Seymour-Ure proposes four criteria for measuring this correlation. Three refer to parties and papers’ linkage: Organization evaluates the degree of control that a given party exerts on a specific newspaper, ranging from full control, when the newspaper is controlled by a party, to the programmatic independence of a newspaper with reference to political parties. Party goals refer to the degree of convergence between the political views and agendas of political parties and newspapers, which can vary from extreme loyalty to extreme independence. Party supporters refer to how much the readership of a newspaper coincides with the basis of supporters of a given political party. The fourth criterion refers to the press and parties taken as aggregates or, as the author puts it, systems. It is only when this criterion is considered that the notion of parallelism may be properly introduced.

One year after, Jay G. Blumler and Michael Gurevitch (1995) presented a set of concepts alike to Seymour-Ure’s, as a part of their effort for building a comparative framework for cross-national, political communication research. Basically, they focused on two aspects of this problem: media regulation and linkages between media and political organizations; and they proposed four analytical variables for discussing them. The first one, degree of state control over mass media organizations, refers to media regulation. The other three—degree of mass media partisanship, degree of media-political élite integration, the nature of the legitimizing creed of media institutions—refer to the problem of media/politics linkage, and therefore they are directly pertinent for our discussion on political parallelism. Degree of mass media partisanship corresponds to the bulk of the problem, as it focuses on two of the three criteria proposed by Seymour-Ure for defining party-press parallelism: the role that political parties play in the ownership and management of mass media and the editorial line of newspapers.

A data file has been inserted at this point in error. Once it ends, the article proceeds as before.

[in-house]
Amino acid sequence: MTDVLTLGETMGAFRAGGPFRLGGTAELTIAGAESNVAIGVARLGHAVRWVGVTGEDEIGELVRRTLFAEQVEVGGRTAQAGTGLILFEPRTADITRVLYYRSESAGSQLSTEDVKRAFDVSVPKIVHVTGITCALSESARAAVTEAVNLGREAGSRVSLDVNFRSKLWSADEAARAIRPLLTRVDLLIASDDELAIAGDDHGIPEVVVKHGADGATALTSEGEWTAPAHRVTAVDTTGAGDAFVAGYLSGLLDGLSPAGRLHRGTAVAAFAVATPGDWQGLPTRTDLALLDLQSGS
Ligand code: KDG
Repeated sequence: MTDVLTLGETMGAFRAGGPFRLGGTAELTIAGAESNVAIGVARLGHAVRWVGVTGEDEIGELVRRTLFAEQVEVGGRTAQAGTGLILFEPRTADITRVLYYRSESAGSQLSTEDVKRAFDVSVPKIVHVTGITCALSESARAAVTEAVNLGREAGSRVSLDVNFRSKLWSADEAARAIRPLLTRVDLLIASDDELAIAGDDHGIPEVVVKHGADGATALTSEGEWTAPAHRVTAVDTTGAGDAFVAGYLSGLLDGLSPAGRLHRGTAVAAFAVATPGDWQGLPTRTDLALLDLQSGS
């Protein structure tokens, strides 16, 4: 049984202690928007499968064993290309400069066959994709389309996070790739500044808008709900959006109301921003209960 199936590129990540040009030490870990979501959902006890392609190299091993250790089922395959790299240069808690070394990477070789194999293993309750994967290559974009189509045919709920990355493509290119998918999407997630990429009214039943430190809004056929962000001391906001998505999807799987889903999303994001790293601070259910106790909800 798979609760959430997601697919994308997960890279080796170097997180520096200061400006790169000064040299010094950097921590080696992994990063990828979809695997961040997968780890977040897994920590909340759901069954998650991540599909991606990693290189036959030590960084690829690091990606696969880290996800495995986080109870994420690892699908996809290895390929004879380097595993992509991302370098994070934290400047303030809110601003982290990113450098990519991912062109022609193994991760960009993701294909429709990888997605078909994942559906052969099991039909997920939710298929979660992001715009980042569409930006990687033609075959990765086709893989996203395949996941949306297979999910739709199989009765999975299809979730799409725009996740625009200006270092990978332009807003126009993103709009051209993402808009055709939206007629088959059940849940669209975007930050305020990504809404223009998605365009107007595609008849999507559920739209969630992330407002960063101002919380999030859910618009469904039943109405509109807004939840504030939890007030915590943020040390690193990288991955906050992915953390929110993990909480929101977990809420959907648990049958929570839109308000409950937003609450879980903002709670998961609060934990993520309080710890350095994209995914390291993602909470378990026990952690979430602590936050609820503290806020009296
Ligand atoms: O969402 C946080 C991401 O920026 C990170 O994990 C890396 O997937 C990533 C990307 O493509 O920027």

Writing three decades after Seymour-Ure and Blumler and Gurevitch, Daniel C. Hallin and Paolo Mancini (2004) presented the most influent version of political parallelism, in their ambitious book Comparing Media Systems, which provides a framework for analyzing media systems from 18 countries in Western Europe and North America. At that time, political communication was already a consolidated field of research, allowing the authors to present a rich repertory of examples that illustrate their argument. Political parallelism is one of the four core dimensions of Hallin and Mancini’s comparative model, besides the development of media markets, the development of journalistic professionalism, and the nature and degree of state intervention in the media system. Hallin and Mancini argue that “even if the political tendencies of European newspapers are fuzzier today than they were a generation ago, distinct political tendencies persist, more in some countries than in others” (2004, p. 27), and this applies not only for the print media, but, in many cases, to the electronic media too. The authors propose five variables for analyzing political parallelism: (1) media content, (2) organizational connections, (3) tendency for media personnel to be active in political life, (4) partisanship of media audiences, and (5) journalistic role orientations and practices.